Ten Years After the Windstorm
By James E. Henrich, Curator of Living Collections
During late evening November 30 through early morning December 1, 2011, the Arboretum sustained the most destructive windstorm in its history. Hurricane force winds shredded trees, shrubs and perennials alike. Tree losses totaled 235 and more than 700 trees ultimately required hazard pruning. Roads, paths, sidewalks were nearly impassable. Australia, Prehistoric Forest, Asian/North Temperate and Tallac Knoll collections sustained the most severe damage. Few areas of the landscape were spared. Fortunately, no buildings were damaged.
The Arboretum shuttered its gates from December 1 through 25 to allow debris cleanup to the point where the main road was safe for visitors to circulate. Staff, volunteers and as many as 14 County agencies worked side-by-side in the cleanup effort. Many of these agencies had not previously joined forces making orchestration of their work efforts an amazing experience.
Within days after the disaster concerned individuals began contributing money to support acquisition of the next generation of plants. Wood turners and artists contacted the Arboretum seeking wood from unusual tree species. The tremendous expression of interest and support for preserving wood for future enjoyment resulted in Forces of Nature, an art exhibition and sale (November 2012). Five years later, Forces of Nature II was launched in November of 2017, featuring wood from trees lost to other destructive natural forces like drought, pests, diseases and increasing summer temperatures. Proceeds from both exhibitions went to the Tree Fund.
The windstorm was both a tragedy and a blessing. Destruction of a major segment of the living collection was definitely a loss. Loss of trees created new vistas that have enhanced the beauty of the landscape. The spaces realized by trees removed created planting opportunities for new species that would further diversify the living collections.
Species selection was done with some rigor, as has always been done, because the new plants will be on public display for generations to come. The general guiding premise will continue the acquisition of species from the Mediterranean climate areas of the world, while at the same time, placing emphasis on drought tolerance. Our plant record data informed us about which species have survived in our climate and from which regions of the world to place continued relevance. An example is selecting Eucalyptus from the regions of Australia with Mediterranean climate. Climate and plant distribution maps were used to select species from a zone hotter and drier, anticipating greater climate change adaptation in Southern California.
Most plant species at the Arboretum entered the collection as seeds, were grown into seedlings and subsequently planted in the landscape. Plants grown from seeds provide a tremendous diversity of morphological features and environmental adaptability. These plants also provide a more natural range of characteristics than clonal material from commercial sources.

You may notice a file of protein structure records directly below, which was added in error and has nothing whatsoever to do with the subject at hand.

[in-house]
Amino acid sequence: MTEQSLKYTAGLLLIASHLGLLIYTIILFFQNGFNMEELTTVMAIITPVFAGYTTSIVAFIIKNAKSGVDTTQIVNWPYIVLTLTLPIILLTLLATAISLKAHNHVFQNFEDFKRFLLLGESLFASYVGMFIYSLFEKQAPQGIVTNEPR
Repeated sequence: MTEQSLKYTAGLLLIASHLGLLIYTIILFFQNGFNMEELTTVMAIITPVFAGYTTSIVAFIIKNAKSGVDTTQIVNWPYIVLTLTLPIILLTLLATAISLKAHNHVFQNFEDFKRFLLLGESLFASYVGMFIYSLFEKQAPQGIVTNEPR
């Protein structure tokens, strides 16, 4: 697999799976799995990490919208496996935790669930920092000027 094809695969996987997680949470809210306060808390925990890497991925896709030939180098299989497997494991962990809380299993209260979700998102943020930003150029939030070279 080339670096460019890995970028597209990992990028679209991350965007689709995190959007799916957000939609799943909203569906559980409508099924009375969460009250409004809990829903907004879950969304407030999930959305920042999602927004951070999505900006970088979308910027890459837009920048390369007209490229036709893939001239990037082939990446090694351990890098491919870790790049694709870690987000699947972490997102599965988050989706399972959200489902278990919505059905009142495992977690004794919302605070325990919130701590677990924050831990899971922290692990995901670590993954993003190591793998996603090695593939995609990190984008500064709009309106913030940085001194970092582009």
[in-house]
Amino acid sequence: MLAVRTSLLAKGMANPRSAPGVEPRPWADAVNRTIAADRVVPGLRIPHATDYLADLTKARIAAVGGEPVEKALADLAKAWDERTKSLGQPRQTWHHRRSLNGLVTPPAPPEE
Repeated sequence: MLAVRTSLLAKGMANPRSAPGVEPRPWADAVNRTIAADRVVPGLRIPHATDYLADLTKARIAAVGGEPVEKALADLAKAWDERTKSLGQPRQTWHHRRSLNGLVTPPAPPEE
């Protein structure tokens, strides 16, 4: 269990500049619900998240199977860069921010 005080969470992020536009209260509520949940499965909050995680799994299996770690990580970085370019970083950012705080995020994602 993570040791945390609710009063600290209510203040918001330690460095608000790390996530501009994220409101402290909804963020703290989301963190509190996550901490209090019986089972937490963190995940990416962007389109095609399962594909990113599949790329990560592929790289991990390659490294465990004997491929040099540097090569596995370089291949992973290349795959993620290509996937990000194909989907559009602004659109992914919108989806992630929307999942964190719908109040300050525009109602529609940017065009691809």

The first trees planted after the windstorm were 13 Engelmann oaks (Quercus engelmannii), grown from acorns harvested from the Arboretum grove in 2004. Many of these trees are now approaching 20 feet in height. In the ensuing years, hundreds of Engelmann oak seedlings were planted in the main grove on Tallac Knoll, providing a regenerative population for this recently designated endangered species.
If you have visited the Arboretum during the past year, you may have noticed more openness in areas that previously contained dense growth. Some species have become aggressive over the years and needed to be greatly reduced in quantity or eliminated. The open space is a good thing as we can re-introduce species lost to one or more of the disasters mentioned previously or ones new to the collection.
Natural disasters, like the 2011 windstorm, are not unique or uncommon. They can include hailstorms, snowstorms, major temperature fluctuations, flooding, wildfires, earthquakes, and more. In other parts of the country, disasters occur with some degree of regularity. They are often a blessing in disguise because they teach us about both the fragility and resiliency of life and provide a tremendous opportunity to re-evaluate the emphases of a valuable living collection of plants such as that of the Arboretum.
The following plant groups received significant infusions of new taxa:
Engelmann oaks & other oaks
Eucalyptus (pictured here)
The following gardens received significant infusions of new taxa:
Africa (Aloe, Kniphofia, cycads)
Asia/North Temperate (maples, catalpas, barberries, oaks, beeches and more)
Australia (Acacia, Cassia, Callistemon, Eucalyptus, Melaleuca)
Canary Islands (Dracaena, Echium)
Garden for All Seasons (temperate and subtropical fruit trees)
Mexico (Agave, cycads, palms)
South parking lot (Lagerstroemia)
The following new gardens have been created:
Garden of Quiet Reflection
Greater Mediterranean Basin Garden